Turn on the Lights

Light poles weren’t easy to come around in Spokane, Washington in the ninety seventies.  They weren’t even easy to hide behind on a night when lights were required.

My late brother, Steve, although mostly revered for his wrestling talents, was also just as talented on the baseball diamond.  Too young to witness him playing, I can only recount some of his past through friends’ voices and my siblings’ memories.

While being recruited by college baseball coaches, Steve forbid our father from coming to any of his games.  Our father was not one who said anything during the game.  He would, however, discuss your batting average after the game.

Steve believed if our father was at the game, his batting average would drop dramatically.  Since he believed it, Steve was correct. He didn’t perform well when our father was watching.  Therefore, Steve asked dad to stop coming to all of his games.  Dad loved baseball and didn’t respect his son’s wishes.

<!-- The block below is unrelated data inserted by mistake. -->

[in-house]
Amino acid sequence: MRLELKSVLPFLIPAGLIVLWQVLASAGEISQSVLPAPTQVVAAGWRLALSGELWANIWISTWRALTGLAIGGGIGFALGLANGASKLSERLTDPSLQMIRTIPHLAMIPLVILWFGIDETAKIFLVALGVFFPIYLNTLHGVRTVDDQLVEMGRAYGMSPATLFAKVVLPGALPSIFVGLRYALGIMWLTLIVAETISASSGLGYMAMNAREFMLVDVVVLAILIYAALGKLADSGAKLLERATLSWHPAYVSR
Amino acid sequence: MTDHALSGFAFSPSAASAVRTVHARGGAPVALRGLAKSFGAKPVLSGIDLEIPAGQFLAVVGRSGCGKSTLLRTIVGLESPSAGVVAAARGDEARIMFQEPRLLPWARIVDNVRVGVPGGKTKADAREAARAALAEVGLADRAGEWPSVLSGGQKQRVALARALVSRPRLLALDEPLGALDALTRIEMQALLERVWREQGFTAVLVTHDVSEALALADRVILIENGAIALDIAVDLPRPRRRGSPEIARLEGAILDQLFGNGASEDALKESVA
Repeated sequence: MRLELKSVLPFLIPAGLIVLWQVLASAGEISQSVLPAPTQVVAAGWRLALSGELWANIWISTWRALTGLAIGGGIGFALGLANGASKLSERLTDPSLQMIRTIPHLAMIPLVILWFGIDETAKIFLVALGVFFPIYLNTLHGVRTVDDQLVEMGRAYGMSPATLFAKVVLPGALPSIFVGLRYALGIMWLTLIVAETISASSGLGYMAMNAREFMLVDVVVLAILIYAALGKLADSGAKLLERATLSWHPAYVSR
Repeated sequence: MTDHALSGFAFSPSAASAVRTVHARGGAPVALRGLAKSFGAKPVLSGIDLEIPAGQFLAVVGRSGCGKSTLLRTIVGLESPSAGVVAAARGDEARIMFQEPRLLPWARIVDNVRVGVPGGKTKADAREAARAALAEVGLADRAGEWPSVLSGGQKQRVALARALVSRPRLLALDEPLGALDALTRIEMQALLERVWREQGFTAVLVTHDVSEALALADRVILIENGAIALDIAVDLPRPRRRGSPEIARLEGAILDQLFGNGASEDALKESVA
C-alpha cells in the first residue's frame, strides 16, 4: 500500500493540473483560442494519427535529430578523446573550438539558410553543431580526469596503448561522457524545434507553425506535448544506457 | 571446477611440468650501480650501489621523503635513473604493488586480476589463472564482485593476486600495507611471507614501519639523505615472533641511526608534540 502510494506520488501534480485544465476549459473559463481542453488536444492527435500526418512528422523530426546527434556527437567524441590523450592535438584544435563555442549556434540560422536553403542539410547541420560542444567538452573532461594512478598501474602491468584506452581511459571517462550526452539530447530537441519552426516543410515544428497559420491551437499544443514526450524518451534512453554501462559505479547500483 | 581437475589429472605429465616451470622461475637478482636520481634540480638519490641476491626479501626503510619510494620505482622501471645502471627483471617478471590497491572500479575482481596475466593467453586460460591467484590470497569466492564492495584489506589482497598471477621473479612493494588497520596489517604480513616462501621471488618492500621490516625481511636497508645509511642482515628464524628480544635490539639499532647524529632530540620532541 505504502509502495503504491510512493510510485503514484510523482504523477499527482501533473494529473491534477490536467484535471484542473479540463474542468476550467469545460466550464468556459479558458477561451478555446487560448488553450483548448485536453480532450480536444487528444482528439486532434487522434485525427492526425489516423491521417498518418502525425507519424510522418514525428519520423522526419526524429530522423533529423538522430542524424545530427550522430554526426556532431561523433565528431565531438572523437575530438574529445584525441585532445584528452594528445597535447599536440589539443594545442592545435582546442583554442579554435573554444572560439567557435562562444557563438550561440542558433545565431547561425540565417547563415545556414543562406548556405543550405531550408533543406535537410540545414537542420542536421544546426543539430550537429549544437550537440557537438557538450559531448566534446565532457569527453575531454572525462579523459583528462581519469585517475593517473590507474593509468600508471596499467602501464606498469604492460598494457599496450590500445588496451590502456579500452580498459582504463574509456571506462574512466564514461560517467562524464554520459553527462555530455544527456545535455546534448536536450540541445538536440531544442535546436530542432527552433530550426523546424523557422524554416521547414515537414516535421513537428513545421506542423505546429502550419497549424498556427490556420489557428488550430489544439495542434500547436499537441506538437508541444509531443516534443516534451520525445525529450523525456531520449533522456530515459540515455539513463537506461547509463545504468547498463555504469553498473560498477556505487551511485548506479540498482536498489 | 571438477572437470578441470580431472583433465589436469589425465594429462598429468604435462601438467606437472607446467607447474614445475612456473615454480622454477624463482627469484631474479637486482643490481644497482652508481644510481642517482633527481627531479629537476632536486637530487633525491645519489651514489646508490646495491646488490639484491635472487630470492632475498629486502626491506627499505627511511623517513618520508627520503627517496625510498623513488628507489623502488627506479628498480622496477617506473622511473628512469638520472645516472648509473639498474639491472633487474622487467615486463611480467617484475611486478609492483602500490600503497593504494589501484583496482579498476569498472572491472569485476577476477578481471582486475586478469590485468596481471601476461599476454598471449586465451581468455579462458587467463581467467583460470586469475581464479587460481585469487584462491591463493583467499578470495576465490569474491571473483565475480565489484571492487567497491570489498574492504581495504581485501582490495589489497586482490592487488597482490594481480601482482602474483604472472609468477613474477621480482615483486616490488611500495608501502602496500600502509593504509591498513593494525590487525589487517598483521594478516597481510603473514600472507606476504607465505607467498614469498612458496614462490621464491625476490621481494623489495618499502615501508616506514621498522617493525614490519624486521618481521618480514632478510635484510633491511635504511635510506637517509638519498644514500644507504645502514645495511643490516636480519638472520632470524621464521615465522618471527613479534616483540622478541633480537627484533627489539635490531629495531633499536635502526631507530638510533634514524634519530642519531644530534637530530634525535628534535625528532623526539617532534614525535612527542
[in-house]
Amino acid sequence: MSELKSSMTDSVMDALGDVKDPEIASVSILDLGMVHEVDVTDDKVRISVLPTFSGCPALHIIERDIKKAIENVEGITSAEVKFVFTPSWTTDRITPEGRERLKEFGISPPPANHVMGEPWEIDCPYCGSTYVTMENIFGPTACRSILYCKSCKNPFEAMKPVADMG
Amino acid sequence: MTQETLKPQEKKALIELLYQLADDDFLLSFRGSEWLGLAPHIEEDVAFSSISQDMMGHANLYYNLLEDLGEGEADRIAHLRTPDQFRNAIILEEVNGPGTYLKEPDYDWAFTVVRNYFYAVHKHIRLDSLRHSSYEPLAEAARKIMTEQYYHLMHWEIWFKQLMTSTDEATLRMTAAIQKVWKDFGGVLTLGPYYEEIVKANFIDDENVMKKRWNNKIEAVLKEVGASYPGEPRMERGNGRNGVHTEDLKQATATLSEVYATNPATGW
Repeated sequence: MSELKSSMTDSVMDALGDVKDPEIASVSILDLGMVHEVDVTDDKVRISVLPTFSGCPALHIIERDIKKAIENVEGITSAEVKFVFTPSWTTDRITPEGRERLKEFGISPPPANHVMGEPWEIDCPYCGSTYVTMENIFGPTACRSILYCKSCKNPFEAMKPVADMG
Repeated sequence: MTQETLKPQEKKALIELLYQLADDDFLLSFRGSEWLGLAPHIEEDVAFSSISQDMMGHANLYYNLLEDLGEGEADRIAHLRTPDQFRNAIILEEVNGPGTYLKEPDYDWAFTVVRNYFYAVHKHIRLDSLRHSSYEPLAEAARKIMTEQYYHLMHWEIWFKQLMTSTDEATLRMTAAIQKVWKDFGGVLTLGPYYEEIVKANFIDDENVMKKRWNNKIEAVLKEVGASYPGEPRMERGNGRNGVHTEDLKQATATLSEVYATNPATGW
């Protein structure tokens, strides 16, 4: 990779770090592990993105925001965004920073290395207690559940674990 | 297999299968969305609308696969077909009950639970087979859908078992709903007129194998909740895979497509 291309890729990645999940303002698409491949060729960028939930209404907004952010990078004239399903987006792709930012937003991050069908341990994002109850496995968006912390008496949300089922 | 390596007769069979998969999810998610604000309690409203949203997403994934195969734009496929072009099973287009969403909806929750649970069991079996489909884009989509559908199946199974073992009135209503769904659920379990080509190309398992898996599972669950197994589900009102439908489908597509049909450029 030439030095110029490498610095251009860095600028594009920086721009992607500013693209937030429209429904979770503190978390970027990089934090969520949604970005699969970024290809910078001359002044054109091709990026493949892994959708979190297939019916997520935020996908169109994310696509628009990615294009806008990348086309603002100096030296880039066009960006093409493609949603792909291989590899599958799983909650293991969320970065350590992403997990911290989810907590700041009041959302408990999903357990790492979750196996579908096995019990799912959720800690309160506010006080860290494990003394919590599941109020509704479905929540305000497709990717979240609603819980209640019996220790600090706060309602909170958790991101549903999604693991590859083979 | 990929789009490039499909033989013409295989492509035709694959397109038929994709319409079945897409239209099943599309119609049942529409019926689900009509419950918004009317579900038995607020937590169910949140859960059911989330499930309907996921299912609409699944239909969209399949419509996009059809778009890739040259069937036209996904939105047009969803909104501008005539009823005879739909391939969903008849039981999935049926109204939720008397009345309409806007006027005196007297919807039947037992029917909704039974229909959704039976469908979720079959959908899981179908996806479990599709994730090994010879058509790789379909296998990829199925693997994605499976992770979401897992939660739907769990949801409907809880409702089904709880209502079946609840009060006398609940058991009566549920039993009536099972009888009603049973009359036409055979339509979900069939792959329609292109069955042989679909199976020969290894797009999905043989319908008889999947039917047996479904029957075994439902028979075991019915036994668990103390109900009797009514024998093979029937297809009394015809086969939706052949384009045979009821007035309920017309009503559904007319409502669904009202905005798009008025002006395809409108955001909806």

One evening, after going to confession, my father thought it would’t be a terrible sin to show up to his games if he used camouflage.  It was the light pole which almost provided it.

Steve was playing centerfield, and our father was hiding behind the light pole directly behind him.  Steve sniffed him out and called him out.  “Dad! I know you’re hiding behind the pole!”

Dad found somewhere else to hide, Steve quit playing baseball after high school, and went on to win a National Collegiate Wrestling Championship .

Dad knew nothing about wrestling, but I know he was proud.



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